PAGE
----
Publication Date

2016

Abstract

Aims: The globalization of clinical trials has highlighted geographic variations in patient characteristics, event rates, and treatment effects. We investigated these further in PARADIGM-HF, the largest and most globally representative trial in heart failure (HF) to date. Methods and results: We looked at five regions: North America (NA) 602 (8%), Western Europe (WE) 1680 (20%), Central/Eastern Europe/Russia (CEER) 2762 (33%), Latin America (LA) 1433 (17%), and Asia-Pacific (AP) 1487 (18%). Notable differences included: WE patients (mean age 68 years) and NA (65 years) were older than AP (58 years) and LA (63 years) and had more coronary disease; NA and CEER patients had the worst signs, symptoms, and functional status. North American patients were the most likely to have a defibrillating-device (54 vs. 2% AP) and least likely prescribed a mineralocorticoid receptor antagonist (36 vs. 65% LA). Other evidence-based therapies were used most frequently in NA and WE. Rates of the primary composite outcome of cardiovascular (CV) death or HF hospitalization (per 100 patient-years) varied among regions: NA 13.6 (95% CI 11.7–15.7) WE 9.6 (8.6–10.6), CEER 12.3 (11.4–13.2), LA 11.2 (10.0–12.5), and AP 12.5 (11.3–13.8). After adjustment for prognostic variables, relative to NA, the risk of CV death was higher in LA and AP and the risk of HF hospitalization lower in WE. The benefit of sacubitril/valsartan was consistent across regions. Conclusion: There were many regional differences in PARADIGM-HF, including in age, symptoms, comorbidity, background therapy, and event-rates, although these did not modify the benefit of sacubitril/valsartan.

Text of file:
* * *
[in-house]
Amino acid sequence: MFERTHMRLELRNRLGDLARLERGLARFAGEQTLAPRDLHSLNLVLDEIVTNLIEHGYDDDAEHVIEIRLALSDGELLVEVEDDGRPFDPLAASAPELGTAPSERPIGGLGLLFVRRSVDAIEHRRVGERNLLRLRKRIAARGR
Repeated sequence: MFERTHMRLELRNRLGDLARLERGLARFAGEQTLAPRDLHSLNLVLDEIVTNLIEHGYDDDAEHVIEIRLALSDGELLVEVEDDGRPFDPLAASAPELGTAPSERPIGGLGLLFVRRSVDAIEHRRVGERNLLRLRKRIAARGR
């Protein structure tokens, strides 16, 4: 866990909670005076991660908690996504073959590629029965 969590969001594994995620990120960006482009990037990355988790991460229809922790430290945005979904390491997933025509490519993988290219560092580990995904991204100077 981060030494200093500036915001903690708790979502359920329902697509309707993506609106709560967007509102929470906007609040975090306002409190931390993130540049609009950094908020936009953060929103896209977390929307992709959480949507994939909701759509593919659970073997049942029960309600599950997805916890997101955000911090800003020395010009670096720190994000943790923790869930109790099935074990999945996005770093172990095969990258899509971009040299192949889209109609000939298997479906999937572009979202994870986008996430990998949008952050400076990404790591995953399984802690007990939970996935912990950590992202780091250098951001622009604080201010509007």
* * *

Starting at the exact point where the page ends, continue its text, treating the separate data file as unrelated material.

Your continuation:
School/Institute

Mary MacKillop Institute for Health Research

Document Type

Open Access Journal Article

Access Rights

Open Access

Notes

© The Author 2016. Published by Oxford University Press on behalf of the European Society of Cardiology. This is an Open Access article distributed under the terms of the Creative Commons Attribution Non-Commercial License (http://creativecommons.org/licenses/by-nc/4.0/), which permits non-commercial re-use, distribution, and reproduction in any medium, provided the original work is properly cited. For commercial re-use, please contact journals.permissions@oup.com

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